Times Says Subscriptions Are Up: Is Print Making a Comeback?

There’s no doubt many people are growing tired of new media. Endless political arguments on social media and internet news comment sections are beginning to take their toll. While more people are using smartphones and getting their news and information from mobile devices, many are also growing increasingly exhausted by the sort of content they find letting their fingers do the clicking.

Since the recent election, the conversation about media has become even more caustic and adversarial. Even the President has weighed in on multiple occasions. Recently, Mr. Trump mocked the supposedly decreasing subscriptions at the New York Times. It’s true the Times has been incessantly critical of Mr. Trump, since long before the election was decided, and it looks like both sides are totally okay with the status quo of being adversaries.

Immediately following Trump’s remarks, the Times reported that it actually added 276,000 new digital news subscriptions in the final quarter of 2016. Sure, the print subs are down, but more people are connecting online and on mobile devices. Not that print is sliding as much as it has been. The Times also reported adding 25,000 new print subscribers in Q4 as well. For those scoring at home, that’s the best number in six years.

So, is print making a comeback? Well, it’s far too early to be sure if this is a blip or a trend. The Times’ antagonistic relationship with the current administration has certainly motivated some people to buy subscriptions in a fit of solidarity. While that scenario has certainly helped the Times and other publications, like the Washington Post, gain subscribers, that’s not really telling the whole story.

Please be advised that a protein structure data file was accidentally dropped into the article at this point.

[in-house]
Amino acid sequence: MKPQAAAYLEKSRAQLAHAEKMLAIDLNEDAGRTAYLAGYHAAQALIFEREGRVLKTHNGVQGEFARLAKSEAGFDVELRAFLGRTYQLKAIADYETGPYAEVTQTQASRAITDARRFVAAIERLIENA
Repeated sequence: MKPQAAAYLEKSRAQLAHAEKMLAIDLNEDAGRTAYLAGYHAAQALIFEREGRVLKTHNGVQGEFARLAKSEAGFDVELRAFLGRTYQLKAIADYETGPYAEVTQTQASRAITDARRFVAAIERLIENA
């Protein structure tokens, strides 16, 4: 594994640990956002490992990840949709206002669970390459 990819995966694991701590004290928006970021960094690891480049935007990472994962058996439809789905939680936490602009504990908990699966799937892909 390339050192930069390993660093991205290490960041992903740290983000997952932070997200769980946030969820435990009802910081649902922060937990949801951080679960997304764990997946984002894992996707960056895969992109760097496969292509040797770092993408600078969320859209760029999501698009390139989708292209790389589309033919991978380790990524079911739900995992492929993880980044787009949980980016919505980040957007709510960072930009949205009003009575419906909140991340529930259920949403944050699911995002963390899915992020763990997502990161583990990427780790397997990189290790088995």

While print dailies need subscribers to survive, the real money is made in advertising. And advertising revenue was down … again. This time print advertising dropped 20 percent in Q4 alone. Digital ads were up 11 percent, but that’s not nearly enough to close the increasing gap in what was and what is with regard to advertising revenue.

At times, it seems like Donald Trump is actually the best advertising for the Times. His constant barrage of negative tweets just drives more people toward the paper. And, in NYC, that’s not that far a trip. Most folks already have a political bent in a direction that would make the Times appealing. If they can stick it to Trump for a dollar a day, they are more than happy to do so.

But, again, will that last. If Trump moves on to another windmill to tilt, will that mean the heyday is over for the Times? Will people lose interest when the “empathy” motive is no longer on the table?

It’s tough to say so far, since Trump’s loud argument with the media in general and the Times in particular, is gaining rather than losing momentum. Might be a while before all this levels out.

David Milberg is an entrepreneur and a financial analyst from NYC.